We saw the Germans attempting to blow up the bridge over the river which the GIs would have to cross. Later a tank approached over the bridge and the Germans held up their arms in surrender. White flags appeared at all the windows of the surrounding buildings. Freedom was nigh!

Soon American infantry entered Colditz. They were kissed by the French and had hands shaken by the British. They informed us that earlier they had instructions to raze Colditz to the ground and it was only because someone had the foresight to put Allied flags out that saved it.

It was a day to remember. Freedom after 2 ½ years. For some it was since Dunkirk. The Yanks gave us food and real coffee.

Arrangements had to be made to move us and it was made difficult because the war was not yet over. In the meantime I, amongst others, went down to the village. I met and embraced a 16-year-old polish girl. The first female I’d seen for many a long day. She had been forced to work as a maid for a German general since the age of 14. She was extremely pretty and I spent an ecstatic few hours with her.

While waiting for the transport to move us I ambled around the camp and was shown the glider which was being made by two RAF officers. It was situated in a camouflaged room in the attic under the roof. It was made out of wooden bed posts and sheets. The idea was to knock a hole in the roof, put it together and glide off far enough to get over the river. The Americans were most impressed. So was I.

Our convoy took us through a forest and suddenly we stopped as apparently there was fear of an ambush. A patrol was sent forward to search things out but fortunately it was a false alarm.

We passed by Leipzig, which was being sheltered by our forces. The enemy were still holding out. We came under a bit of shelling ourselves and were glad to see the back of that episode.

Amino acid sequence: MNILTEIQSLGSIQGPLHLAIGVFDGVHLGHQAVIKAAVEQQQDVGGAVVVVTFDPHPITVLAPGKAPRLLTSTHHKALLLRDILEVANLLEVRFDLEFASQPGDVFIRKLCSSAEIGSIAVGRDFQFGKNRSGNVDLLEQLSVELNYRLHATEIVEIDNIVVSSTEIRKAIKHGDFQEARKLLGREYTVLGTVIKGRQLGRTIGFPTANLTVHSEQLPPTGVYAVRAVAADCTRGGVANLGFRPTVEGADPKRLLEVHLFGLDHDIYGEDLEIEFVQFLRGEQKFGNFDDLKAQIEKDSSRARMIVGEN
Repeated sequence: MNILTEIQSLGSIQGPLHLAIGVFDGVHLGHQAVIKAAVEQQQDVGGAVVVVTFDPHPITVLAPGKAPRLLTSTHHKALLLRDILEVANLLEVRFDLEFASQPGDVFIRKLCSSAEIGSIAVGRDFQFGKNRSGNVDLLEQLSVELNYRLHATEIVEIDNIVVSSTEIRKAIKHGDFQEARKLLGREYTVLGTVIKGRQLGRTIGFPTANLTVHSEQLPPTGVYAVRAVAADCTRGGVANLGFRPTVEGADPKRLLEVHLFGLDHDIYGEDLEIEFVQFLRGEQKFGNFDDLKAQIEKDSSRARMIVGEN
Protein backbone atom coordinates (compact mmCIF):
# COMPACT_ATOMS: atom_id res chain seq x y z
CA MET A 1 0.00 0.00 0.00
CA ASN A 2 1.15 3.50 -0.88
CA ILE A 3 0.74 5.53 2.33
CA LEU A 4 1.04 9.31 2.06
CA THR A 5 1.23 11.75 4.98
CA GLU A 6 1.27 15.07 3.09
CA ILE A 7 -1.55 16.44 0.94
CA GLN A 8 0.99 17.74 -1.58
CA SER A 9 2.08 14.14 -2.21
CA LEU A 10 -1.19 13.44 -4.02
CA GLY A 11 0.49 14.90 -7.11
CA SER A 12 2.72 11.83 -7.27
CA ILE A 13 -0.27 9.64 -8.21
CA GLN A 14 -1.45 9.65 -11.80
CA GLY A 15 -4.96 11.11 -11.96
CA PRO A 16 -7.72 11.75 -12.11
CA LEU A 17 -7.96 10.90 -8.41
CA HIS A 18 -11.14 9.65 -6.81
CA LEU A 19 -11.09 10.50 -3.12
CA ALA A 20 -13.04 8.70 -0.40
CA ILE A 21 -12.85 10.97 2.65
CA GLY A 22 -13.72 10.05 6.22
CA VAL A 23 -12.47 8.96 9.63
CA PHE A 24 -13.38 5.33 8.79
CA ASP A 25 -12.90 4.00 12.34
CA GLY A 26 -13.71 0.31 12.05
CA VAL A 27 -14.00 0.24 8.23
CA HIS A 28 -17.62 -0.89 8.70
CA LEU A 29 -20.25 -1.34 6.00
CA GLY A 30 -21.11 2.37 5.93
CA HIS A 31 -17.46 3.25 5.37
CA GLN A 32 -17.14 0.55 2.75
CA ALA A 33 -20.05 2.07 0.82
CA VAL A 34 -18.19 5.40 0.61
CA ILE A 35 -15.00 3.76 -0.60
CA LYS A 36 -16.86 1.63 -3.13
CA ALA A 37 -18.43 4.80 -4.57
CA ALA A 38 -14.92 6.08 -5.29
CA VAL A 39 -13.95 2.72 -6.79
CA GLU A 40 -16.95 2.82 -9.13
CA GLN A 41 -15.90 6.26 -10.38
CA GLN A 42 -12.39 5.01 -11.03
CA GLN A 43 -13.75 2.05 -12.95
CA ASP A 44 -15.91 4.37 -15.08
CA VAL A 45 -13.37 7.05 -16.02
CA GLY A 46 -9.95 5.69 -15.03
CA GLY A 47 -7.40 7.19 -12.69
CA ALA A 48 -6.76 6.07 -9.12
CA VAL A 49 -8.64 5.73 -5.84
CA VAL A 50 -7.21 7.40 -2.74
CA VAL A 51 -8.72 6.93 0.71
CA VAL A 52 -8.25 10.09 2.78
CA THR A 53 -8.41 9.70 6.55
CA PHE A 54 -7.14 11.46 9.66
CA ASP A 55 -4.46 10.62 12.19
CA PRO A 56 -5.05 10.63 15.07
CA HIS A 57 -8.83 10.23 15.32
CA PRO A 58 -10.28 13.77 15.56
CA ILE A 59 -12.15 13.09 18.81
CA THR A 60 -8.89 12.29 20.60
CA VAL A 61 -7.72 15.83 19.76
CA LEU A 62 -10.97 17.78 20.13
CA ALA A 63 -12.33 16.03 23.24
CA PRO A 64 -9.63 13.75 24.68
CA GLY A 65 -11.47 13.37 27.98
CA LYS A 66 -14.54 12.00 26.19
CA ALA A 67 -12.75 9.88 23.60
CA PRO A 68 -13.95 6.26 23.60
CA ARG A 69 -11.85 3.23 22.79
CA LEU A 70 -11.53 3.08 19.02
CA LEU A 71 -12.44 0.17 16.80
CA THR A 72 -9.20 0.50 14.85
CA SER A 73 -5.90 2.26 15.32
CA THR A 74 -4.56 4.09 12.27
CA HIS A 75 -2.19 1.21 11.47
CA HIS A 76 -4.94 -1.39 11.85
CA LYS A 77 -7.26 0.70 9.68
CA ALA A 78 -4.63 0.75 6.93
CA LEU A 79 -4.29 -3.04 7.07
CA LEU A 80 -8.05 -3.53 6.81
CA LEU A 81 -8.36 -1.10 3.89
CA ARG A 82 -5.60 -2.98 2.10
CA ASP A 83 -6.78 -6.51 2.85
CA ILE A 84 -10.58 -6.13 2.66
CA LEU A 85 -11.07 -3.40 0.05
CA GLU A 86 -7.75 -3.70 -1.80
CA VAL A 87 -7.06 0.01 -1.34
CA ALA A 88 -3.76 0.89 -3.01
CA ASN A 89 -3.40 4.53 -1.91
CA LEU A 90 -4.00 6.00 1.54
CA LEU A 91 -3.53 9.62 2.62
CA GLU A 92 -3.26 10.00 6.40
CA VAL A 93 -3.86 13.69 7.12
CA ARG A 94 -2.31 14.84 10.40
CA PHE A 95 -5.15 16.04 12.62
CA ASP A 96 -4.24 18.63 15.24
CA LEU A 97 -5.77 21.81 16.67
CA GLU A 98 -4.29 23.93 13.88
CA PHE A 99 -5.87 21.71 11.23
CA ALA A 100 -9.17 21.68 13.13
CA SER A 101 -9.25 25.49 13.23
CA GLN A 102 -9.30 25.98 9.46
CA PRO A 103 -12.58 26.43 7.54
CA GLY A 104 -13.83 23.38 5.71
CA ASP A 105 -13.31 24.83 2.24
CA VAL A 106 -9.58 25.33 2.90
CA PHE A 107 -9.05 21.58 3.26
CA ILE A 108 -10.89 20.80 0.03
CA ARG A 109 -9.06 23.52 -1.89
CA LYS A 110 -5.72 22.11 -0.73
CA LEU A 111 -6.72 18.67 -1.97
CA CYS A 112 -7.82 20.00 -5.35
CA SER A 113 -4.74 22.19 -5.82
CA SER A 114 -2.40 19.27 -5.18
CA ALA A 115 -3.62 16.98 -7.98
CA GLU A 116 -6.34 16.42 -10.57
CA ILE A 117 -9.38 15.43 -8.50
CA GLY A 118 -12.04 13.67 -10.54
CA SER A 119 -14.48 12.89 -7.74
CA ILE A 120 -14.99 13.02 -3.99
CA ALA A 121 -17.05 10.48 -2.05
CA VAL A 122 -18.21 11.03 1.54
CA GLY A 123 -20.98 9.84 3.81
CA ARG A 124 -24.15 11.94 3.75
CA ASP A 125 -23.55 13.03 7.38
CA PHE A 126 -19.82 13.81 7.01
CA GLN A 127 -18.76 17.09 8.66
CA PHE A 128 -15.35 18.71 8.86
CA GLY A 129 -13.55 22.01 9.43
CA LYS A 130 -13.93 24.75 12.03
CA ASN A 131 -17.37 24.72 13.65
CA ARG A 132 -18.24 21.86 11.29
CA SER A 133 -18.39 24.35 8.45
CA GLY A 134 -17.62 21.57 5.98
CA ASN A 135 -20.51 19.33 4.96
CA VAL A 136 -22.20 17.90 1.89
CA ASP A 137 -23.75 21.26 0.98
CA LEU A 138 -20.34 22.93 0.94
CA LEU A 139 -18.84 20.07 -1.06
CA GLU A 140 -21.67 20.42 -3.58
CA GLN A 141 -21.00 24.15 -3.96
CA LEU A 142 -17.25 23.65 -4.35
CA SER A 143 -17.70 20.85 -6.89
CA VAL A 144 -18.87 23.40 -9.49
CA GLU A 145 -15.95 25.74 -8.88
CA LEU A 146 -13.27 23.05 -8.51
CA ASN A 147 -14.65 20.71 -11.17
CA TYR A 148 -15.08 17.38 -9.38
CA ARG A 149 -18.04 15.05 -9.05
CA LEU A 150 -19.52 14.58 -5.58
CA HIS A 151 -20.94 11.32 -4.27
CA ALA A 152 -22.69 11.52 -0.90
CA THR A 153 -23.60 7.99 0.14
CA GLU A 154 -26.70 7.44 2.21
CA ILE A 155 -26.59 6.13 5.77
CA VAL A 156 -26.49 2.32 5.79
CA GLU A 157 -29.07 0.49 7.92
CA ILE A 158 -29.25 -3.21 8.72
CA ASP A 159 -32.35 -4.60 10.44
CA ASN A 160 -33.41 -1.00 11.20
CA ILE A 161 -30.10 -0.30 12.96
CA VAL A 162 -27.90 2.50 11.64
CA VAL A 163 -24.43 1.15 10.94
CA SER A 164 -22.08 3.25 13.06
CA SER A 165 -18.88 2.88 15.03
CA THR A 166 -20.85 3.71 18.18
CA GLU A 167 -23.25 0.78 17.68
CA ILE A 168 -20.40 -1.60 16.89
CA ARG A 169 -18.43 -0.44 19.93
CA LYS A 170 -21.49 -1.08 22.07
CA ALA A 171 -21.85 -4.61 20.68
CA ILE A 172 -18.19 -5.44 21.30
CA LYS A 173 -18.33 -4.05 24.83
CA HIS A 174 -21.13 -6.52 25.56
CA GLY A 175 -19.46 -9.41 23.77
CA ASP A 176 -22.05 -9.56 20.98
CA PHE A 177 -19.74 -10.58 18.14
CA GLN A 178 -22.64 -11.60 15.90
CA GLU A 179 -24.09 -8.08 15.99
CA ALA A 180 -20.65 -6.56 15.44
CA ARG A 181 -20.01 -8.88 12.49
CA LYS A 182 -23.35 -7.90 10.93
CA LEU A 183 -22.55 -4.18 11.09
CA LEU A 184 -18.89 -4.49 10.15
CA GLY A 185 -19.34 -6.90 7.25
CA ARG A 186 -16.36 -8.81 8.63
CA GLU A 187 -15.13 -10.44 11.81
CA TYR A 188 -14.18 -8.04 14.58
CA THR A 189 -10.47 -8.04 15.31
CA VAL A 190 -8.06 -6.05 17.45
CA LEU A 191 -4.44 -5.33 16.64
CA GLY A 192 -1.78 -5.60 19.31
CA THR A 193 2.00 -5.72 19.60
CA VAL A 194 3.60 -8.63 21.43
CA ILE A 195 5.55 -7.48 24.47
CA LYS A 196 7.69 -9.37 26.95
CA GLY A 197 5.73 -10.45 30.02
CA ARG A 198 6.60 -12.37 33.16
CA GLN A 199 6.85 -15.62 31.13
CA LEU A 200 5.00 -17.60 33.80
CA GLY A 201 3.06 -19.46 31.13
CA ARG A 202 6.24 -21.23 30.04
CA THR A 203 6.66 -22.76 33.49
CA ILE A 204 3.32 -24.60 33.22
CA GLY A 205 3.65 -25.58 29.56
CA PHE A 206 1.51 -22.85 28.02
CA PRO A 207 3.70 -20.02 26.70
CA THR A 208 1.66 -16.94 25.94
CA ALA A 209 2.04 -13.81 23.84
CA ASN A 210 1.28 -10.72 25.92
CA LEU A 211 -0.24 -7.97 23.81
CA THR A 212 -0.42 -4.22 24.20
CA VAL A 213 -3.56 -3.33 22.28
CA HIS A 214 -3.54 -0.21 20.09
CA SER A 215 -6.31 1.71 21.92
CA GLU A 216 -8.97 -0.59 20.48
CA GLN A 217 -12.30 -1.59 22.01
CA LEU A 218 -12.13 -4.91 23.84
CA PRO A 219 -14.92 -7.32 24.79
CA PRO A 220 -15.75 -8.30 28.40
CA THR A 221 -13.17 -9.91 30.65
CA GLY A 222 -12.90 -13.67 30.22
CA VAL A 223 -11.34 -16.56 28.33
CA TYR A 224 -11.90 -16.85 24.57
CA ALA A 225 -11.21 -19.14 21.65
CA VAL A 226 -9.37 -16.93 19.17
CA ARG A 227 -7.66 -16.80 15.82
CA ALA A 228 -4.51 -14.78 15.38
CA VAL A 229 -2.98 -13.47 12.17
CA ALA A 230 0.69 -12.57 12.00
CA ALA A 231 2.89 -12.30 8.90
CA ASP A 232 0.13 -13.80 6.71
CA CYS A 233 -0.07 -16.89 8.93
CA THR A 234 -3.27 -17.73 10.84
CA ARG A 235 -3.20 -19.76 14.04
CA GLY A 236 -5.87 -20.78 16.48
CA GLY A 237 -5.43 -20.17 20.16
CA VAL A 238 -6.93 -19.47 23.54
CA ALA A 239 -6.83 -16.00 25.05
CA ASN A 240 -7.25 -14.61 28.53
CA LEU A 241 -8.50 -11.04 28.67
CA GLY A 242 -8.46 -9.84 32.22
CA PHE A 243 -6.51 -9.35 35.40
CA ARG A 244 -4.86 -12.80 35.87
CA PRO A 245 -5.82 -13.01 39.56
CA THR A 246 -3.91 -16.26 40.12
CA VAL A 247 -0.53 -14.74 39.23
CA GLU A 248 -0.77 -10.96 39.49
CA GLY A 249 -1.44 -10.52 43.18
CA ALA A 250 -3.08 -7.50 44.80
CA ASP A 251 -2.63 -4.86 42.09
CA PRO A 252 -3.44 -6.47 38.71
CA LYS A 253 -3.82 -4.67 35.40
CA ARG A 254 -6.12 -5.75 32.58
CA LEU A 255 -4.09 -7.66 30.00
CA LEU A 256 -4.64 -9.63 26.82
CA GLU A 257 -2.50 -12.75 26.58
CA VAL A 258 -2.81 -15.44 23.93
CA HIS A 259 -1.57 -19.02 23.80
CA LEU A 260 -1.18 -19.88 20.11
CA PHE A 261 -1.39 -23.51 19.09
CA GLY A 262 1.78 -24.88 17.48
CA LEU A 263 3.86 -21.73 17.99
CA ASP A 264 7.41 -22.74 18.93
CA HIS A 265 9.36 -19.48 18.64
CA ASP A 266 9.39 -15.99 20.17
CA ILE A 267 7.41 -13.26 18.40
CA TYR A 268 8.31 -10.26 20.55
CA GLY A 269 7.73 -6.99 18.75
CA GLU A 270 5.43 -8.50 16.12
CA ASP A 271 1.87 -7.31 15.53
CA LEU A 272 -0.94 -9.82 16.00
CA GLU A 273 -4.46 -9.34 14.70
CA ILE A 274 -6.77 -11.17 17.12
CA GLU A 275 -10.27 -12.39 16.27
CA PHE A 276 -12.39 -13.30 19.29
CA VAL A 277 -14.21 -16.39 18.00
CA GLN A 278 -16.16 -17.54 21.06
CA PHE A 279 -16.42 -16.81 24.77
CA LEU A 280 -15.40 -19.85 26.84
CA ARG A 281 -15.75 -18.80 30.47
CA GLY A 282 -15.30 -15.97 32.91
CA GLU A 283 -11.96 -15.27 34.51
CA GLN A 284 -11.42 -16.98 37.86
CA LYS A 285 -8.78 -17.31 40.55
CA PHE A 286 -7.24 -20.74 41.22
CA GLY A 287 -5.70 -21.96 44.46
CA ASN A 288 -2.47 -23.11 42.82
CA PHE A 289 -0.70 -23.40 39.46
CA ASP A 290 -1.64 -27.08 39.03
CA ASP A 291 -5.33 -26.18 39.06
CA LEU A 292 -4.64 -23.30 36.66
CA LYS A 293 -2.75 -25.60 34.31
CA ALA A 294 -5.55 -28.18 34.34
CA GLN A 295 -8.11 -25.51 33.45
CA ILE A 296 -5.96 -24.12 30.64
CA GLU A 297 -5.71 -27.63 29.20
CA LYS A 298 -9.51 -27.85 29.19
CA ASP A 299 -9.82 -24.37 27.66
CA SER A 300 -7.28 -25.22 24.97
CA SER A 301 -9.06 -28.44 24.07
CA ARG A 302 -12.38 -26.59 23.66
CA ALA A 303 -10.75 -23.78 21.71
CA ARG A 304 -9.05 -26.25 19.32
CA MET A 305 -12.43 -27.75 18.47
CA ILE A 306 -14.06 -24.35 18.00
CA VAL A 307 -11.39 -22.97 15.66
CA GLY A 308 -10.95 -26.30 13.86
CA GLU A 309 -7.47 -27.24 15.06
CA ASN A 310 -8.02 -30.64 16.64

Eventually we reached an aerodrome, which I think was somewhere in France. We were to fly home in a Dakota. Before I boarded the plane I was stopped by an American soldier who said that I wasn’t allowed to take the German pistol that I had pinched from Colditz as a memento. He said he would give me a bottle of Scotch for it. I was only too pleased to make the swap.

We sat on the floor of the Dakota. We took off and it was hard to believe that we were on the way home. The plane rattled and vibrated. It was the first time that I had flown and I prayed that it would make it because it sounded to me as if the engine was about clapped out.

We crossed the English Channel and there before our very eyes we saw the white cliffs of Dover. Men cried and all of us were speechless with emotion. It was some time before anyone spoke. We embraced each other.

 

Blog about my Dad – Syd in Venice

I think the most successful sections of my autobiography, My Name is Daphne Fairfax were those featuring my father – the letter of praise for Daphne I most cherished ended, “and thank you, above all, for introducing me to Syd.”

At the age of 70, prompted by my brother Richard, Syd spent several months writing his ‘memoirs’ (he laughed at the pretentiousness of the word) in his careful, copperplate writing. The prose is spare, occasionally ungrammatical and avoids introspection or rhetorical flourish, but you can feel the underlying turbulences